After dealing Ryane Clowe a day before the deadline most thought San Jose Sharks’ general manager, Doug Wilson, would probably start taking it easy. Well, we all thought wrong as Doug Wilson made it clear he thought the San Jose Sharks needed a bit more tweaking. In fact, other than the Pittsburgh Penguins I would say the Sharks were the most active team during this deadline. Time to break down his two last-minute trades right before the deadline yesterday afternoon.
3rd Round Pick For Raffi Torres
First is the bigger of the two trades which is also the most puzzling of them all, dealing for Raffi Torres. At first glance it makes sense and I’m sure Wilson thought he would like to add back that grit that was lost when Clowe was traded the day before and Douglas Murray before that.
Yes, it was a good move as far as toughness is concerned because the Sharks do tend to play softer than most teams, but at what cost? I do feel the 3rd round pick was too high a price to pay for such a rental and it is possible his arrival has a negative impact on the team. Just trying to fit him into the lineup alone will be tough for McLellan who currently as San Jose on a six-game winning streak.
The other factor is his reputation as one of the dirtiest players in the league. For those Sharks fans who may be a bit hazy when it comes to past playoff years (perhaps from a Raffi Torres headshot) he was the guy who aimed for Milan Michalek’s head in the 2006 playoffs and knocked him. He was also the guy in 2011 that separated Captain Joe’s shoulder although that was a clean hit.
Most recently he is the guy who was suspended for 25 games last year for a hit on Chicago’s Marian Hossa which knocked him out for the rest of the playoffs. While 25 games was pretty harsh Torres no doubt left his skates to target Hossa’s head and I’m sure his reputation played a role as well.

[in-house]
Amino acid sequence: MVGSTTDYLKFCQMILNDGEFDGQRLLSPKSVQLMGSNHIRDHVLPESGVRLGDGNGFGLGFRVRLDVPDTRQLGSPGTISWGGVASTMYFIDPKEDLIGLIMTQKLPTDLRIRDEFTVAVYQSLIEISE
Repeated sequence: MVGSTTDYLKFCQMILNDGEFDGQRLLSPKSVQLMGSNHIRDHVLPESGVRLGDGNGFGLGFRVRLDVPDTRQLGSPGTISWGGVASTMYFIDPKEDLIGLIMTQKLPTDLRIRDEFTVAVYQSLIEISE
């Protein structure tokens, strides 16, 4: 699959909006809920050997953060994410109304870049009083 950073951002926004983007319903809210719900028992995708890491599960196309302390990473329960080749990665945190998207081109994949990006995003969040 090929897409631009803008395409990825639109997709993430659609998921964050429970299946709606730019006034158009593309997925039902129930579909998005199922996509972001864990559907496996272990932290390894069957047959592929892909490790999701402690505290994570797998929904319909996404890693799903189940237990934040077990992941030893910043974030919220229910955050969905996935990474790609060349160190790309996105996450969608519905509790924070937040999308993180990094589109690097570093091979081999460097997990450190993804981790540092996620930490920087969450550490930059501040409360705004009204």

I know Clowe was knocked a lot this season for taking selfish penalties that hurt the team, but Torres puts Clowe to shame in that category. His addition could hurt one of San Jose’s strengths this year which is being one of the least penalized teams this season.
Torres will however get an opportunity to make an impact and he is very capable while playing very limited minutes. He scored five goals and had seven assists for 12 total points while only play about 11 and a half minutes per game in 28 games with the Coyotes.
I for one was quite iffy about this decision and still am, although the more I think about it the more the decision somewhat grows on me. There is still quite a level of dislike for Torres and they way he plays the game of hockey but at this point in the season his style of play works whether you or I like it or not. And, as I’ve heard a couple of times, would you rather play with him or against him? Door number one please.
Conditional 7th Round Pick For Scott Hannan
His other move of the day, in which he acquired defenseman Scott Hannan from the Predators, was a subtle yet great move by Doug Wilson for a couple of reasons. First, he adds veteran depth to a young blue-line that was one injury from becoming a disaster depth-wise.
For now Tennyson has filled in nicely for the injured Demers, but due to his youth and inexperience at the pro level adding someone who has playoff experience will only help the team. Also at this point in his career he might be a great mentor type of player until the end of the year for all the young guys.
Also, as his second stint with the Sharks there will be plenty of familiarity with guys he played before such as Brad Stuart and Patrick Marleau so he should have no problems getting back into the thick of things with the team.
Lastly this was great because the cost was quite cheap although for an aging defenseman I’m sure the cost was not high to begin with. The pick is a seventh for now but has the potential to become a sixth rounder if Hannan plays in the playoffs which he most likely will if the Sharks get in.